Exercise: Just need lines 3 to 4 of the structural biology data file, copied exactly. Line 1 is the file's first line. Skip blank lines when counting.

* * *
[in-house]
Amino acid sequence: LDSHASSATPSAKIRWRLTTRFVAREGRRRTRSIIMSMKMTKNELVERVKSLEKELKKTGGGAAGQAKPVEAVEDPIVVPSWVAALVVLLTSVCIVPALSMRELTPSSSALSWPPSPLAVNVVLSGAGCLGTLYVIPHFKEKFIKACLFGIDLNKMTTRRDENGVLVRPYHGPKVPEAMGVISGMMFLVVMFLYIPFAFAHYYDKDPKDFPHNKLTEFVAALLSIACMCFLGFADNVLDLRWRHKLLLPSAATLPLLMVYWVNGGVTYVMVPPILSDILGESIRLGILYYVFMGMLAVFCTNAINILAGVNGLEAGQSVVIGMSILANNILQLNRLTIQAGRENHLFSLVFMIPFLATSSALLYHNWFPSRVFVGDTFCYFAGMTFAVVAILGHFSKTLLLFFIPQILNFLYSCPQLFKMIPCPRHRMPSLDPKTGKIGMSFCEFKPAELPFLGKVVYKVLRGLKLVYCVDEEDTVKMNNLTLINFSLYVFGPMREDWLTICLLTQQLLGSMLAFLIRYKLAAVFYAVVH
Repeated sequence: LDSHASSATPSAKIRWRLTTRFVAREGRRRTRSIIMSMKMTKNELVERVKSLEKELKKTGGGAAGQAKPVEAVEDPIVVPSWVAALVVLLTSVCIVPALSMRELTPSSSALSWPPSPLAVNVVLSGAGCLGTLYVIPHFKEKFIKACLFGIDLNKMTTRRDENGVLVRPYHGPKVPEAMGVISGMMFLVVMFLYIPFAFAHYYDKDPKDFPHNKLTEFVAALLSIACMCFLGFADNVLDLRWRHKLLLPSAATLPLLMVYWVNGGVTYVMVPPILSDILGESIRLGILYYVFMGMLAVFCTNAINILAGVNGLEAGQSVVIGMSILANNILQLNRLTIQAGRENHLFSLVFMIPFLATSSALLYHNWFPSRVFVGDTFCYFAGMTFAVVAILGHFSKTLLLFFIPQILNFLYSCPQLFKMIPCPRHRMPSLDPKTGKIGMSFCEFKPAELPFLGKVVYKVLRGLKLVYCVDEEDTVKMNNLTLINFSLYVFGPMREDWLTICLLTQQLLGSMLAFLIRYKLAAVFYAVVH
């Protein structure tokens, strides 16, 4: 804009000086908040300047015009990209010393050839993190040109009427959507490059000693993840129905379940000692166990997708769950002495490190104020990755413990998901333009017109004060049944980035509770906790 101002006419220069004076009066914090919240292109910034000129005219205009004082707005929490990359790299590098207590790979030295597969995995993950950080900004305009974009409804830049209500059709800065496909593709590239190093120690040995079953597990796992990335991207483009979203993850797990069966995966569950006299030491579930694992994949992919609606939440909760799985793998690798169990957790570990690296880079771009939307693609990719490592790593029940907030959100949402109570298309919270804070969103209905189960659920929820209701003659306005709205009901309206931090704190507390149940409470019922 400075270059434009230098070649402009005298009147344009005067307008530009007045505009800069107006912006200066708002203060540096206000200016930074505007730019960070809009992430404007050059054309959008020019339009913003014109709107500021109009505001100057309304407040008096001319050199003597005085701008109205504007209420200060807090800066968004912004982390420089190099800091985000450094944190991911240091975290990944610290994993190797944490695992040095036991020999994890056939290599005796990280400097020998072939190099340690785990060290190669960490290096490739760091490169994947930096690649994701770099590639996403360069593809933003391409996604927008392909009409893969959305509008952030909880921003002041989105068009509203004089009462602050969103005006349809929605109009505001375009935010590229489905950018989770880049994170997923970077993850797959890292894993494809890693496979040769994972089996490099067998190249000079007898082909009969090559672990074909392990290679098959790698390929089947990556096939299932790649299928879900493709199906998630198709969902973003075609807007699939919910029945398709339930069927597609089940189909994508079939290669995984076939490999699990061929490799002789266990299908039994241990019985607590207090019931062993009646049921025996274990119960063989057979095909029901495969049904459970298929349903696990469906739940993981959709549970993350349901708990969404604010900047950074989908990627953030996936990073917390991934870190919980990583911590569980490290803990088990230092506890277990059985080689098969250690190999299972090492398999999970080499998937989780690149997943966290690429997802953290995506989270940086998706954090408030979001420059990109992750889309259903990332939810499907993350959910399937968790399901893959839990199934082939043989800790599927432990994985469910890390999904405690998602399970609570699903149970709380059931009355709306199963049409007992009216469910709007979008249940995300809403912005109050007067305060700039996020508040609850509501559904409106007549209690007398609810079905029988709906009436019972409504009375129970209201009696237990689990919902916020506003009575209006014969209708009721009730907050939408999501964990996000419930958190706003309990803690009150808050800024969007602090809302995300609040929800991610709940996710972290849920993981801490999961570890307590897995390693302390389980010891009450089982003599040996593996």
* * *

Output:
Repeated sequence: LDSHASSATPSAKIRWRLTTRFVAREGRRRTRSIIMSMKMTKNELVERVKSLEKELKKTGGGAAGQAKPVEAVEDPIVVPSWVAALVVLLTSVCIVPALSMRELTPSSSALSWPPSPLAVNVVLSGAGCLGTLYVIPHFKEKFIKACLFGIDLNKMTTRRDENGVLVRPYHGPKVPEAMGVISGMMFLVVMFLYIPFAFAHYYDKDPKDFPHNKLTEFVAALLSIACMCFLGFADNVLDLRWRHKLLLPSAATLPLLMVYWVNGGVTYVMVPPILSDILGESIRLGILYYVFMGMLAVFCTNAINILAGVNGLEAGQSVVIGMSILANNILQLNRLTIQAGRENHLFSLVFMIPFLATSSALLYHNWFPSRVFVGDTFCYFAGMTFAVVAILGHFSKTLLLFFIPQILNFLYSCPQLFKMIPCPRHRMPSLDPKTGKIGMSFCEFKPAELPFLGKVVYKVLRGLKLVYCVDEEDTVKMNNLTLINFSLYVFGPMREDWLTICLLTQQLLGSMLAFLIRYKLAAVFYAVVH
């Protein structure tokens, strides 16, 4: 804009000086908040300047015009990209010393050839993190040109009427959507490059000693993840129905379940000692166990997708769950002495490190104020990755413990998901333009017109004060049944980035509770906790 101002006419220069004076009066914090919240292109910034000129005219205009004082707005929490990359790299590098207590790979030295597969995995993950950080900004305009974009409804830049209500059709800065496909593709590239190093120690040995079953597990796992990335991207483009979203993850797990069966995966569950006299030491579930694992994949992919609606939440909760799985793998690798169990957790570990690296880079771009939307693609990719490592790593029940907030959100949402109570298309919270804070969103209905189960659920929820209701003659306005709205009901309206931090704190507390149940409470019922 400075270059434009230098070649402009005298009147344009005067307008530009007045505009800069107006912006200066708002203060540096206000200016930074505007730019960070809009992430404007050059054309959008020019339009913003014109709107500021109009505001100057309304407040008096001319050199003597005085701008109205504007209420200060807090800066968004912004982390420089190099800091985000450094944190991911240091975290990944610290994993190797944490695992040095036991020999994890056939290599005796990280400097020998072939190099340690785990060290190669960490290096490739760091490169994947930096690649994701770099590639996403360069593809933003391409996604927008392909009409893969959305509008952030909880921003002041989105068009509203004089009462602050969103005006349809929605109009505001375009935010590229489905950018989770880049994170997923970077993850797959890292894993494809890693496979040769994972089996490099067998190249000079007898082909009969090559672990074909392990290679098959790698390929089947990556096939299932790649299928879900493709199906998630198709969902973003075609807007699939919910029945398709339930069927597609089940189909994508079939290669995984076939490999699990061929490799002789266990299908039994241990019985607590207090019931062993009646049921025996274990119960063989057979095909029901495969049904459970298929349903696990469906739940993981959709549970993350349901708990969404604010900047950074989908990627953030996936990073917390991934870190919980990583911590569980490290803990088990230092506890277990059985080689098969250690190999299972090492398999999970080499998937989780690149997943966290690429997802953290995506989270940086998706954090408030979001420059990109992750889309259903990332939810499907993350959910399937968790399901893959839990199934082939043989800790599927432990994985469910890390999904405690998602399970609570699903149970709380059931009355709306199963049409007992009216469910709007979008249940995300809403912005109050007067305060700039996020508040609850509501559904409106007549209690007398609810079905029988709906009436019972409504009375129970209201009696237990689990919902916020506003009575209006014969209708009721009730907050939408999501964990996000419930958190706003309990803690009150808050800024969007602090809302995300609040929800991610709940996710972290849920993981801490999961570890307590897995390693302390389980010891009450089982003599040996593996």